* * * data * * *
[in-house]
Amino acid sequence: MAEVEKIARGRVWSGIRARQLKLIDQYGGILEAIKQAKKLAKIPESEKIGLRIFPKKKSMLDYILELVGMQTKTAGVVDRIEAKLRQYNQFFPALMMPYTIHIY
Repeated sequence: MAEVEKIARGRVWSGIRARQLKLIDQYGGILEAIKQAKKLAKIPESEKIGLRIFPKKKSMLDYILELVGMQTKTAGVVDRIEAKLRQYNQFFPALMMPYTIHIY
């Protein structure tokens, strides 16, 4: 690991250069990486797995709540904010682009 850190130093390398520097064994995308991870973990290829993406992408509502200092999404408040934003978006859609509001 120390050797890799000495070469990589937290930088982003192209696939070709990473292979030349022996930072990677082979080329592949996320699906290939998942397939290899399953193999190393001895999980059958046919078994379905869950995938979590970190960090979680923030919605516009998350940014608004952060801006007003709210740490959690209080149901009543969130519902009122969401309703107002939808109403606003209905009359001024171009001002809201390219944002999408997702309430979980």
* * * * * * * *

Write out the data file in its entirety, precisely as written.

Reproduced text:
[in-house]
Amino acid sequence: MAEVEKIARGRVWSGIRARQLKLIDQYGGILEAIKQAKKLAKIPESEKIGLRIFPKKKSMLDYILELVGMQTKTAGVVDRIEAKLRQYNQFFPALMMPYTIHIY
Repeated sequence: MAEVEKIARGRVWSGIRARQLKLIDQYGGILEAIKQAKKLAKIPESEKIGLRIFPKKKSMLDYILELVGMQTKTAGVVDRIEAKLRQYNQFFPALMMPYTIHIY
């Protein structure tokens, strides 16, 4: 690991250069990486797995709540904010682009 850190130093390398520097064994995308991870973990290829993406992408509502200092999404408040934003978006859609509001 120390050797890799000495070469990589937290930088982003192209696939070709990473292979030349022996930072990677082979080329592949996320699906290939998942397939290899399953193999190393001895999980059958046919078994379905869950995938979590970190960090979680923030919605516009998350940014608004952060801006007003709210740490959690209080149901009543969130519902009122969401309703107002939808109403606003209905009359001024171009001002809201390219944002999408997702309430979980």